The purpose of this intervention was to undertake licence condition (LC) compliance inspections at EDF Energy Nuclear Generation Limited’s (NGL) Heysham 1 (HYA) Power Station, in line with the inspection programme contained in ONR’s Operational Facilities Division intervention strategy 2017-18.
We performed a System Based Inspection (SBI) to confirm the implementation of safety claims made on reactor fuel assemblies. This inspection was undertaken by the ONR site inspector and two ONR specialist inspectors. During this intervention we examined NGL’s compliance with the following nuclear site Licence Conditions (LC), which are applicable provisions of the Energy Act 2013:
In addition, the ONR site inspector also undertook an information gathering meeting with the licensee independent nuclear assurance to review regulatory matters and topics.
The intervention was performed in line with ONR’s guidance requirements (as described in our technical inspection guides) in the areas inspected.
Following a SBI of the fuel assemblies system, we judge that overall this system fulfils the requirements of the safety case.
From the areas targeted and the evidence examined during this inspection, we consider that NGL has implemented those safety case claims that relate to the reactor fuel assemblies. The inspection identified several areas of good practice including the arrangements used to train and assess the competence of Fuel Route Engineers and Criticality Specialists; and the arrangements implemented at the Work Execution Centre (WEC) to ensure adequate control of the condition of plant with respect to fuel assemblies.
We identified minor shortfalls with regards to the general management and traceability of documentation, and identified minor improvements that may be made to maintenance documentation. We also asked NGL to review the risks associated with charging battery powered pallet trucks in the Additional Fuel Build Facility (AFBF).
Presently the primary circuit activity level is not an explicit Limiting Condition of Operation (LCO). However, it was explained by NGL that the Iodine at risk derived from the Gas Activity Monitoring (GAM) system output will become an explicit LCO under the pending Category 1 safety case for management and detection of failed fuel (NP/SC 7653). We placed an action to be tracked via a regulatory issue that appropriately rigorous arrangements for surveillance of such limits be included as part of the implementation of NP/SC 7653.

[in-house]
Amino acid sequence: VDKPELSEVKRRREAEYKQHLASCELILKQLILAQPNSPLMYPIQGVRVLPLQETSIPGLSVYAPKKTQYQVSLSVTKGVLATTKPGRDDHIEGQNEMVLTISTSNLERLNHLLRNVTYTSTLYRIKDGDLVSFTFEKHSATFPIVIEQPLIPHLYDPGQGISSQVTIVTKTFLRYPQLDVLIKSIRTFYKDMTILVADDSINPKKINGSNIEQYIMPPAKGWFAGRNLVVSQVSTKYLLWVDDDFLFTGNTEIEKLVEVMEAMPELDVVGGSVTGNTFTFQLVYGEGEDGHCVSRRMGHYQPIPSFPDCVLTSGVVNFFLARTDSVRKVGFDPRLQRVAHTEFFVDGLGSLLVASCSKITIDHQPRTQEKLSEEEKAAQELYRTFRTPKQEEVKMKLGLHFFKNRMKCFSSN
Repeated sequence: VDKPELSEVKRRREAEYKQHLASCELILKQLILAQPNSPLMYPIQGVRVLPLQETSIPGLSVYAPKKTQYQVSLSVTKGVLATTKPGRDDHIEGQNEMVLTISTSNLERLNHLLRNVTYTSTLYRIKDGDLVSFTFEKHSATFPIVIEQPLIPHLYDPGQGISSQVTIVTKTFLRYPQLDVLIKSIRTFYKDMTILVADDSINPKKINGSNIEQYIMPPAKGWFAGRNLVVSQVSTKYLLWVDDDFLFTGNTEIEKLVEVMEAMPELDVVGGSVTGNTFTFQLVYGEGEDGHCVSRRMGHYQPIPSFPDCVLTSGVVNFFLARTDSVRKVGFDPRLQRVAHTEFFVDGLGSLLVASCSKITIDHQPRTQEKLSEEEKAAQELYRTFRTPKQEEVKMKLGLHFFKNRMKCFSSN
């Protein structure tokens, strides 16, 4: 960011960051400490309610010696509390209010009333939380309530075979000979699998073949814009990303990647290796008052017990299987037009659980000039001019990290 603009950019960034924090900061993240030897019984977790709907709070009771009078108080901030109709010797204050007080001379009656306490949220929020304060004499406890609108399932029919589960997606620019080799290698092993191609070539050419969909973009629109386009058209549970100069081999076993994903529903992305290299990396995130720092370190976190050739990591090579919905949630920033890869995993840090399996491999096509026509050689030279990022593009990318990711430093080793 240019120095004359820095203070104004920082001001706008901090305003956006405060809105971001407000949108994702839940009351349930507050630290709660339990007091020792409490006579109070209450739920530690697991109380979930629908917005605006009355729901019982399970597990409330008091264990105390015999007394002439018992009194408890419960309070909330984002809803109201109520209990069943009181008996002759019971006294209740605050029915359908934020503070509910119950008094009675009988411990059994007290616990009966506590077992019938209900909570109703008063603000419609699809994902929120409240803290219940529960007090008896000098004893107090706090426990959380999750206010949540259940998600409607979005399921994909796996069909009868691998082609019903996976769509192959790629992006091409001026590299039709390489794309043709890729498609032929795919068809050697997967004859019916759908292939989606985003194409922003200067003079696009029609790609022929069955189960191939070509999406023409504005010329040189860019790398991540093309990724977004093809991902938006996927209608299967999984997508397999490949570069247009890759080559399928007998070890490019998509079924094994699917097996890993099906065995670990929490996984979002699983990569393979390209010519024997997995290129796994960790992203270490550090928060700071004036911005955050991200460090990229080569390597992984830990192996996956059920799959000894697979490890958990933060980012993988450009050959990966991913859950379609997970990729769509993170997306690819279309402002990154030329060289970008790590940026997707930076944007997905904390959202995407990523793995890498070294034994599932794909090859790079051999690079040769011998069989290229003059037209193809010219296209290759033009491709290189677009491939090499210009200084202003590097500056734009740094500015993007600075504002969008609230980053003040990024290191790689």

We also found that progress with delivery of a replacement for the GAM system is behind the original site installation plan and there is a lack of clarity in the current programme. The GAM system monitors the primary circuit activity and therefore the integrity of the fuel pin cladding. The system is subject to a planned upgrade in response to obsolescence issues for which the fleet wide programme has suffered ongoing delays. On further examination of the GAM system we challenged the current regime for calibration of the system and subsequently requested a review to be undertaken of this. These items are to be tracked by actions under a regulatory issue.
NGL has acknowledged these areas for improvement and raised actions to address them. An ONR regulatory Level 4 issue has been raised (issue 5699) to monitor completion of these actions.
Overall we judged that the arrangements for the erection, inspection, and online monitoring of the integrity of reactor fuel assemblies generally met relevant good practice and therefore we have given an intervention rating of ‘Green’ in relation to compliance with LCs 10, 23, 24, 27, 28 and 34.
The discussion with independent nuclear assurance was open and constructive and provided confidence that the site INA provides a robust oversight function. No matters of significant concern were discussed that we consider require a regulatory action or issue to be raised at this time.
From the evidence sampled during this inspection, we consider that the reactor fuel assemblies met the requirements of the safety case.
There are no findings from this inspection that could significantly undermine nuclear safety. At present, no additional regulatory action is needed over and above the planned interventions at HYA Power Station.